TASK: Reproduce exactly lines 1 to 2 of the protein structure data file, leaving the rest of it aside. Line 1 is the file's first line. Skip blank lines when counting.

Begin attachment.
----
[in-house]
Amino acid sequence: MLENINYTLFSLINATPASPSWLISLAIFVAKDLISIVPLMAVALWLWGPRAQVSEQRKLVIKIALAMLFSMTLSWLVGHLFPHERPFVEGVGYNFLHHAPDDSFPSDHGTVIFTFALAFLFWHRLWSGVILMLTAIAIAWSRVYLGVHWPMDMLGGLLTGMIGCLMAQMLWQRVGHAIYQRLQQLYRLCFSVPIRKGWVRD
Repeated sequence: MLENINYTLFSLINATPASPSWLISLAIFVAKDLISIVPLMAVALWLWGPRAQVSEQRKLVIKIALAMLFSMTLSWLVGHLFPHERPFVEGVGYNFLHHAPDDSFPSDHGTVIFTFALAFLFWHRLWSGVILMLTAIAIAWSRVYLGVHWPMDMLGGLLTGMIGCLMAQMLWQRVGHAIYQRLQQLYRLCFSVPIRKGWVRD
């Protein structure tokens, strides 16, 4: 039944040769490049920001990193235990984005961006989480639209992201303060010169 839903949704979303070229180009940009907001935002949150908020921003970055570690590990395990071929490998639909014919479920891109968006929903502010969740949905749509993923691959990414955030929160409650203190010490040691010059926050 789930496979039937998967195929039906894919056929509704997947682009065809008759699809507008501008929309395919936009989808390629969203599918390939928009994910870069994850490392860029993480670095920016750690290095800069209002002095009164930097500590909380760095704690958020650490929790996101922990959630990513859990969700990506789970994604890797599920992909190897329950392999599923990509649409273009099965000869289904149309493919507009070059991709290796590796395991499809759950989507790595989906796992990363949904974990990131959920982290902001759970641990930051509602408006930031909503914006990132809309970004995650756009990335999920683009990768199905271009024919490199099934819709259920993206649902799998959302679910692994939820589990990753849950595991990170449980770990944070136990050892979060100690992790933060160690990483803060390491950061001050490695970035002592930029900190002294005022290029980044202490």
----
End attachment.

[in-house]
Amino acid sequence: MLENINYTLFSLINATPASPSWLISLAIFVAKDLISIVPLMAVALWLWGPRAQVSEQRKLVIKIALAMLFSMTLSWLVGHLFPHERPFVEGVGYNFLHHAPDDSFPSDHGTVIFTFALAFLFWHRLWSGVILMLTAIAIAWSRVYLGVHWPMDMLGGLLTGMIGCLMAQMLWQRVGHAIYQRLQQLYRLCFSVPIRKGWVRD